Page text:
Strategising for climate change mitigation

In 2017, with the collective efforts of the climate change research community, researchers established five Shared Socioeconomic Pathways (SSP) to facilitate climate change research and policy analysis. The SSPs can be combined with a range of climate outcomes to depict future scenarios of alternative socioeconomic and policy developments and its implications on energy, land use, and emissions throughout the 21st century. Multiple scenarios point toward a common goal in helping countries across the world better mitigate global warming.

To achieve such an ambitious goal, appropriate land-based mitigation strategies need to be in place in order to have a significant impact on reducing greenhouse gases. Adopting cutting-edge modelling technologies, a research team led by Assistant Professor He Xiaogang from the Department of Civil and Environmental Engineering under the NUS College of Design and Engineering has identified key areas across the globe to effectively employ two land-based mitigation strategies, namely bioenergy expansion and forestation, to potentially achieve this goal.

The results of their environmental simulations and climate projections extracted from their model framework were published in PNAS on 5 February 2024.

Striking a balance: More trees or more bioenergy

Despite being an alternative energy source to fossil fuels, cultivating bioenergy could come with some undesirable environmental consequences, such as carbon and greenhouse gas emissions, as well as exacerbating water stress. This was examined in another study led by Asst Prof He which was published in Science Advances in 2022.These consequences could negate the potential benefits of increasing the adoption of bioenergy. Another mitigation strategy is forestation, however having more trees might not be a right fit for all regions across the world.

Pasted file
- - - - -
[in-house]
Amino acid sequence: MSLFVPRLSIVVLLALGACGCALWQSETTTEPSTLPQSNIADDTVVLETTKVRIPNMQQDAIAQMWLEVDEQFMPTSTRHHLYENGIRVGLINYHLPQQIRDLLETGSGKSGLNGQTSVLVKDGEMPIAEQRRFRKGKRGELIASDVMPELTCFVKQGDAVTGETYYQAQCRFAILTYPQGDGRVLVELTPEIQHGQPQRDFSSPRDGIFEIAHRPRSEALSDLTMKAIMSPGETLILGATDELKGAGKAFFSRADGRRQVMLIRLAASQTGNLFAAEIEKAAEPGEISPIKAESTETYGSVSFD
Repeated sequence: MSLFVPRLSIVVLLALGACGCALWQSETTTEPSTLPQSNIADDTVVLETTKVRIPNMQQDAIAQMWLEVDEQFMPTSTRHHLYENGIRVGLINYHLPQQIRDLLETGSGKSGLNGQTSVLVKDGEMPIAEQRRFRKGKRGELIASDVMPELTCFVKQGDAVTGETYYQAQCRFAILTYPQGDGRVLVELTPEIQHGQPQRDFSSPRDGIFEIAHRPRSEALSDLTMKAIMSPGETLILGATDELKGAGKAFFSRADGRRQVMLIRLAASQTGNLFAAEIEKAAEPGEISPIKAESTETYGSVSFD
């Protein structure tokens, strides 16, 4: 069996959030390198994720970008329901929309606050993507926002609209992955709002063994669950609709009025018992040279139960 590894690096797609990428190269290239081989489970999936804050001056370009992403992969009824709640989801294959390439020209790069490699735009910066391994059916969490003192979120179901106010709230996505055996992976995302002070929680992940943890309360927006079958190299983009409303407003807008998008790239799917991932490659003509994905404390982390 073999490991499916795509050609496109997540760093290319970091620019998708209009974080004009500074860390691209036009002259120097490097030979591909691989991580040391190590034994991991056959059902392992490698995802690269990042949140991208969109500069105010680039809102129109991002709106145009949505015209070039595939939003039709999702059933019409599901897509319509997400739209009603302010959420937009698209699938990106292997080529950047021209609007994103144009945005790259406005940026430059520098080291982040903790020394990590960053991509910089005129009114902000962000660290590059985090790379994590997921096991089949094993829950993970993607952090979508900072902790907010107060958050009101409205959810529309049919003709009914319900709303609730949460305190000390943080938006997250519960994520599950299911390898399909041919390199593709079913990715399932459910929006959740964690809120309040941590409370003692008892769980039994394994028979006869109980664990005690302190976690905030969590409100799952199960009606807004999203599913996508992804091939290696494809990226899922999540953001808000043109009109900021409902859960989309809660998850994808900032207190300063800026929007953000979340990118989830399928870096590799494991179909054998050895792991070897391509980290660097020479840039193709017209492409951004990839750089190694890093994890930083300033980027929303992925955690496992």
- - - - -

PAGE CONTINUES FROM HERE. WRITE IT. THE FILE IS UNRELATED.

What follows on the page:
To investigate the impact of these two mitigation strategies, the NUS team made use of their modelling framework to make projections on future climates, carbon sequestration and global temperatures.

From their analysis, the researchers discovered that forestation - to establish new forests or restore damaged forests - has a greater positive impact on capturing carbon from the atmosphere compared to bioenergy usage. However, with technological advancements, the researchers foresee bioenergy usage might surpass forestation in its role in carbon capture.

When examined regionally, the researchers discovered that the forestation strategy is most effective in removing carbon if employed in regions that support forest growth, such as Southeast Asia, Central Africa and South America. From their model projections, the researchers showed that forestation in the Central United States and Europe resulted in negligible carbon absorption due to poor tree growth.

When comparing the impact of both mitigation strategies on planetary climate, the researchers found that while bioenergy use results in cooler planetary climate, this cooling effect is not uniform across all regions around the world. In particular, Southeast Asia and Central Africa are more vulnerable to warmer temperatures if the bioenergy usage strategy is adopted, unlike the Central United States and European regions which may experience a relatively cooler climate.

The researchers noted that based on their model projections of future climate scenarios resulting from forestation and increased bioenergy usage, it is important to consider the regional environmental conditions when developing policies and strategies to mitigate climate change.

“Our study provides valuable insights for future land use and evaluates the implications of two alternative land-based climate mitigation strategies, highlighting that climate mitigation strategies are not one-size-fits-all. To achieve the desired greenhouse and carbon emission goals, emphasis has to be placed on effective allocation of resources for appropriate mitigation strategies,” said Asst Prof He.

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